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Article from Ministry of Finance

Sweden’s recovery plan within the EU Recovery and Resilience Facility

In July 2020, EU heads of state and government agreed on a recovery package to mitigate the effects of the crisis. The package, called NextGenerationEU, comprises EUR 750 billion in loans and grants to the Member States. The main part of this will be channelled through the Recovery and Resilience Facility (RRF).

Member States apply for funding through national recovery plans that outline the reforms and public investments they intend to implement. Member States can apply for both grants (a total of EUR 312.5 billion in 2018 prices) and loans (a total of EUR 360 billion in 2018 prices).

Sweden’s recovery plan was adopted by the ECOFIN Council on 4 May 2022. 

Recovery fund: ministers welcome assessment of national plans for Bulgaria and Sweden (press release from the European Council)

What must be included in the national recovery plans and what measures can countries receive support for?

The overall goal of the recovery package is to repair the acute economic and social damages due to the pandemic. But it is also to help build an EU that is more environmentally friendly, digital, resilient and better adapted to current and future challenges. To ensure that the money paid through the recovery package is used in a way that is consistent with the purpose, a number of requirements are placed on the measures for which Member States apply for financial support. One requirement is that at least 37 per cent of the costs must go to climate transition and at least a further 20 per cent to digital transition or challenges connected to it. In their recovery plans, Member States must also manage country-specific recommendations given within the framework of the European Semester.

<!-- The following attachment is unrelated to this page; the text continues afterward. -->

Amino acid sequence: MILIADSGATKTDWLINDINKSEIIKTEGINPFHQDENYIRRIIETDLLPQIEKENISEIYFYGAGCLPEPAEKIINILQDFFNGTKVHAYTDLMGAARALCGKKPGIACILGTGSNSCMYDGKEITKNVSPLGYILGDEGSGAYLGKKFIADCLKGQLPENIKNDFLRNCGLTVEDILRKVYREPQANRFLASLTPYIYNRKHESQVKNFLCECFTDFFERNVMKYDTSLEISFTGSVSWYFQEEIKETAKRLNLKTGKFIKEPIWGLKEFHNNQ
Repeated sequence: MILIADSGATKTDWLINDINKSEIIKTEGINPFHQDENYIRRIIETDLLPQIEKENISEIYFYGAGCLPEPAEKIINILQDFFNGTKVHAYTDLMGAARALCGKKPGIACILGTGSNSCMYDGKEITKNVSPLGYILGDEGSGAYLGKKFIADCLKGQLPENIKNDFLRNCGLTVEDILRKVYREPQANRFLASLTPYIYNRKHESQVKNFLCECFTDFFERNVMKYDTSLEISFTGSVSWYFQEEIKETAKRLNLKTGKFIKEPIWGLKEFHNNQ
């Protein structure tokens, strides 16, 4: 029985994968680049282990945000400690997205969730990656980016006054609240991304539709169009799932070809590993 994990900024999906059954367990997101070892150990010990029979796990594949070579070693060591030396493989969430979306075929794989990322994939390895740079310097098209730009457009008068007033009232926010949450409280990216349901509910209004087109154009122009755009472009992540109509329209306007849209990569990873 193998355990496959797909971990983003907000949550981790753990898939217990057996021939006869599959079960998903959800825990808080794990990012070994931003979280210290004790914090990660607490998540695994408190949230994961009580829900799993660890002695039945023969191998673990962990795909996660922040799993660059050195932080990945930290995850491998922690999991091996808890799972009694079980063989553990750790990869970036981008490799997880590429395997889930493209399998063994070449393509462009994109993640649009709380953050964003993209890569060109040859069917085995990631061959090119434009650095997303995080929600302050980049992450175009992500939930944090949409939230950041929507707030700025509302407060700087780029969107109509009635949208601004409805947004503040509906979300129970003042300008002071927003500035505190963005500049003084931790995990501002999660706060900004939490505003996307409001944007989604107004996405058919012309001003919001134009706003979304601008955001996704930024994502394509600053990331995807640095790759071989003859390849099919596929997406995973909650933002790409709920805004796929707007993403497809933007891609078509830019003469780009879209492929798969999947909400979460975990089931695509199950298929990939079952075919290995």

Which measures are included in the Swedish plan?

Sweden’s recovery plan contains 26 reforms and investments, divided into five focus areas:

  • Green recovery.
  • Education and transition into work.
  • Expansion of broadband and digitalisation of public administration.
  • Better conditions to meet the demographic challenge and ensure the integrity of the financial system.
  • Investment for growth and housing.

In addition, there is also a measure concerning government assignments to relevant government agencies involved in implementing the plan. There are a total of 56 milestones and targets, which will be followed up by the European Commission until 2026.

Of the costs in the Swedish plan, 44 per cent can be linked to the climate transition and 20 per cent to the digital transition in accordance with the criteria of the RRF Regulation.

All measures included in Sweden’s recovery plan are measures that the Riksdag has adopted or will take a position on. The measures for which Sweden is seeking financial support from the RRF have all been decided within the framework of the national budget process. The measures are fully in line with the requirements presented in the RRF regarding matters such as growth and employment, strengthening social and regional cohesion, and supporting climate transition and digital transition.

The reforms and investments addressed within the framework of the recovery plan represent only a limited part of the very extensive measures that the Government has taken to manage the impact of the pandemic.

How much money can Sweden receive?

Sweden’s allocation in the form of grants from the RRF amounts to SEK 32 billion. Sweden is not applying for any loans.

What happens now with Sweden’s recovery plan?

The RRF is a performance-based instrument in which funds are paid after the measures have been implemented. Member States apply for funds by submitting payment requests. The Government intends to submit payment requests every year until 2026. The ambition is to submit the first request this autumn. It will include measures that were intended to be implemented in 2020 and 2021.

Funded by the European union